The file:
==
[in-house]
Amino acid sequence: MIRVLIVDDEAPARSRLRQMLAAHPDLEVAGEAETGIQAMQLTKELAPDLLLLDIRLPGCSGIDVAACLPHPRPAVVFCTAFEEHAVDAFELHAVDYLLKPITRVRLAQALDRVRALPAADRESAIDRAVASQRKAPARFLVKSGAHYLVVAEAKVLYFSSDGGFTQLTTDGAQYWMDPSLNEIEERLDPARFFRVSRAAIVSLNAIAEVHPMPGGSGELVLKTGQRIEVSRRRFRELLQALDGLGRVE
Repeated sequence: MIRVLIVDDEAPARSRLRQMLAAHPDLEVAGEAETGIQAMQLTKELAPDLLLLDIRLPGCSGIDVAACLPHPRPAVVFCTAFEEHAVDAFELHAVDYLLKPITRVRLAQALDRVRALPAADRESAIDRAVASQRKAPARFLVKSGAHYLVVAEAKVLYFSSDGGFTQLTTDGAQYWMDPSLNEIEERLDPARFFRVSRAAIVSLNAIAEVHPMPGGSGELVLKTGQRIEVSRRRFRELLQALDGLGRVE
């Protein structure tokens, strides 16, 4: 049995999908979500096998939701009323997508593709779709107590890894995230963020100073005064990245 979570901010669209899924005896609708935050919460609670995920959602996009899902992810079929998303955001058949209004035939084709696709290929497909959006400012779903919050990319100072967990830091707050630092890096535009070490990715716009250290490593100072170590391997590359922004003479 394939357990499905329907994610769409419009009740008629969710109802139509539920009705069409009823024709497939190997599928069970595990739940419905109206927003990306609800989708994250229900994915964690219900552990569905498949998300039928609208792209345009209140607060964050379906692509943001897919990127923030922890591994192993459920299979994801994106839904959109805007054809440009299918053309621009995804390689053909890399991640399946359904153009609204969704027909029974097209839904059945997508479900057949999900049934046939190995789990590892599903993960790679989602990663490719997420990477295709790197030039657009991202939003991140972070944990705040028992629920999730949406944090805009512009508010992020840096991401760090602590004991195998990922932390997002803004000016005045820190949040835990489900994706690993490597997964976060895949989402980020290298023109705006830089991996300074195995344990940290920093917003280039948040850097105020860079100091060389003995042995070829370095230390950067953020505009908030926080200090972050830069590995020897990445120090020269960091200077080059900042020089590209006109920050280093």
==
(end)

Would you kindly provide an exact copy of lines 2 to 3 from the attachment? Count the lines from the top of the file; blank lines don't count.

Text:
Amino acid sequence: MIRVLIVDDEAPARSRLRQMLAAHPDLEVAGEAETGIQAMQLTKELAPDLLLLDIRLPGCSGIDVAACLPHPRPAVVFCTAFEEHAVDAFELHAVDYLLKPITRVRLAQALDRVRALPAADRESAIDRAVASQRKAPARFLVKSGAHYLVVAEAKVLYFSSDGGFTQLTTDGAQYWMDPSLNEIEERLDPARFFRVSRAAIVSLNAIAEVHPMPGGSGELVLKTGQRIEVSRRRFRELLQALDGLGRVE
Repeated sequence: MIRVLIVDDEAPARSRLRQMLAAHPDLEVAGEAETGIQAMQLTKELAPDLLLLDIRLPGCSGIDVAACLPHPRPAVVFCTAFEEHAVDAFELHAVDYLLKPITRVRLAQALDRVRALPAADRESAIDRAVASQRKAPARFLVKSGAHYLVVAEAKVLYFSSDGGFTQLTTDGAQYWMDPSLNEIEERLDPARFFRVSRAAIVSLNAIAEVHPMPGGSGELVLKTGQRIEVSRRRFRELLQALDGLGRVE